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A visit to R/V Aranda

October 5, 2015

The Finnish-Canadian Business Club gathered on the decks of the science research vessel Aranda in Helsinki on September 15. It was a fantastic chance to see the boat that is famed in science circles around the Baltic. Our host was Juha Flinkman, who is the Development Manager for Research Vessels at the Finnish Environment Institute SYKE / Marine Centre in Helsinki. In fact Aranda had just opened its doors to the public on September 10 and it was by all accounts, a wild success. So Juha was quite ready to greet more visitors.

R/V Aranda was launched in June 1989 and is 60m long, weighs 1734 tons and can accommodate up to 25 scientists and 13 crew. It is a reinforced vessel which is able to operate in all seas. Aranda was designed for sub-polar and polar research, so it is in fact an ice breaker. It has been to the Antarctic (twice) and been on the North Atlantic. Aranda is involved in Baltic and polar research and it is one of the first science research vessels that is truly in international use. Juha mentioned that they are always looking for more partners and opportunities for cooperation with Aranda. The next opportunities could come when he travels to the US later this year.

The number of sea days (around 200) has increased because of a recently renewed agreement for fisheries research by Finnish authorities and cooperation with Swedish scientists. This year marks the second year in a row that Sweden has conducted all of its marine research aboard Aranda (as they have no science research vessel of their own). Aranda works all year round in the Baltic Sea and is the only research vessel that is considered “resident” in the sea.  Juha calls the annual big winter cruise in the Baltic his “baby,” because he deals with the planning and getting the permits for entering Russian waters (which can sometimes be a challenge). In terms of mileage, the annual winter cruise is nearly the same as going around the world.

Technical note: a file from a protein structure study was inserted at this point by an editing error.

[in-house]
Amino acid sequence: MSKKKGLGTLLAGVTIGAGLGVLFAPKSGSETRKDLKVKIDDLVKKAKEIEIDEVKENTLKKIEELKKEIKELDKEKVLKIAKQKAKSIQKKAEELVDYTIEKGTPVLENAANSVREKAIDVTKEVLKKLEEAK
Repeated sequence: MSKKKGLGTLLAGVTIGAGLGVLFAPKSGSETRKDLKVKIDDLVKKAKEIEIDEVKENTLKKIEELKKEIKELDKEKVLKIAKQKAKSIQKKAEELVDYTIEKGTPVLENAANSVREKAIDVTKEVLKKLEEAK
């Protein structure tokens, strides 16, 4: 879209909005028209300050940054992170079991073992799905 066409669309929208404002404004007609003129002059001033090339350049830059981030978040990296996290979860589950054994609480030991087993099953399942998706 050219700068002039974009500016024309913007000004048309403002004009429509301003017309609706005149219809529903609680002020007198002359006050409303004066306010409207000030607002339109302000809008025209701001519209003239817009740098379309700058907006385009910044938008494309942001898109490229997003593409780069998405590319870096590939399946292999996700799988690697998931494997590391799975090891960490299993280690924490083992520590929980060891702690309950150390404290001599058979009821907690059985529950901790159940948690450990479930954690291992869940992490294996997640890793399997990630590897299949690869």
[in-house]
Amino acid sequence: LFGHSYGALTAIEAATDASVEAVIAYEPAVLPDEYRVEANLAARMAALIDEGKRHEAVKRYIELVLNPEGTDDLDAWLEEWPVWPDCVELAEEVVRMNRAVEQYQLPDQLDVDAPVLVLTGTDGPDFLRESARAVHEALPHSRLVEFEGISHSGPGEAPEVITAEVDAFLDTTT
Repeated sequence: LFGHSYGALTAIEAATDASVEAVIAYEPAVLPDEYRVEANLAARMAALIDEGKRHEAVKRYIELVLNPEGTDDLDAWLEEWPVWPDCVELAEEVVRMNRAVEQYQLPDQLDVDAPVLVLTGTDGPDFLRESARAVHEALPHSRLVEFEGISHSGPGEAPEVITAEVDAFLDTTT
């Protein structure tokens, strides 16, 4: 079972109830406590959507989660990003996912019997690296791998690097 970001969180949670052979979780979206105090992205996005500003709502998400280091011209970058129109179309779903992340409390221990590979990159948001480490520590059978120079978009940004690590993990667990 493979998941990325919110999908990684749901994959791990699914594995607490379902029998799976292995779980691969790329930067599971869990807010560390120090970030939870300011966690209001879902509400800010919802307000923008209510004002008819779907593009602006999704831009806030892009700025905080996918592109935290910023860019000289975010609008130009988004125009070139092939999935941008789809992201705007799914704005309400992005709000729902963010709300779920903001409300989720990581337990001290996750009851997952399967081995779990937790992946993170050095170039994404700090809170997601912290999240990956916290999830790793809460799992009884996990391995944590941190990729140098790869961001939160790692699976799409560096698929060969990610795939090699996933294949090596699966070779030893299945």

The design of Aranda works so well that it has been copied several times, for example, an American vessel operating in the Arctic is a carbon copy of Aranda, just 40 metres longer! We got to see all of Aranda, right from the depths of the engine rooms, the sauna, the labs, all the way up to the bridge. Aranda has different lab modules for research that can be easily put on and taken off the boat.  Juha said that there is nothing secret on Aranda and that everything it does is public record. That was a really refreshing thing to hear.

Aranda also has the distinction of being the first research vessel that is using domestically produced bio-oil and biodiesel with little to no carbon loading into the atmosphere. “That leftover oil from French fries? We use a derivative of that to power Aranda.”

With all of the construction happening in Ruoholahti, Aranda will also be moving to a new home in the coming months. With the completion of a new hotel in the West terminal area, Aranda will be moving around to the other side of the peninsula and find its home near Salmisaari.

In the coming years Aranda will also go through a refitting process, which will extend the useful lifespan of Aranda for up to 15 years. The refit also includes plans for adding a 5-10 section to the middle of the ship, which would mean cutting it in half, fitting the new piece in and then welding it back together again. An extension on the vessel will also allow for the installation of a “drop keel.” Juha hopes the refit will enhance Aranda’s chances of being used for Arctic research. Research will continue during the refit through the use of a ship from a shipping company.  Hopefully this work will be carried out in Finland.

As of this writing R/V Aranda is out on the Baltic Sea participating in the Baltic International Acoustic Survey on herring and sprat, research that is being carried out simultaneously in other EU countries. Aranda will return to port on October 10.

See more about Aranda here.

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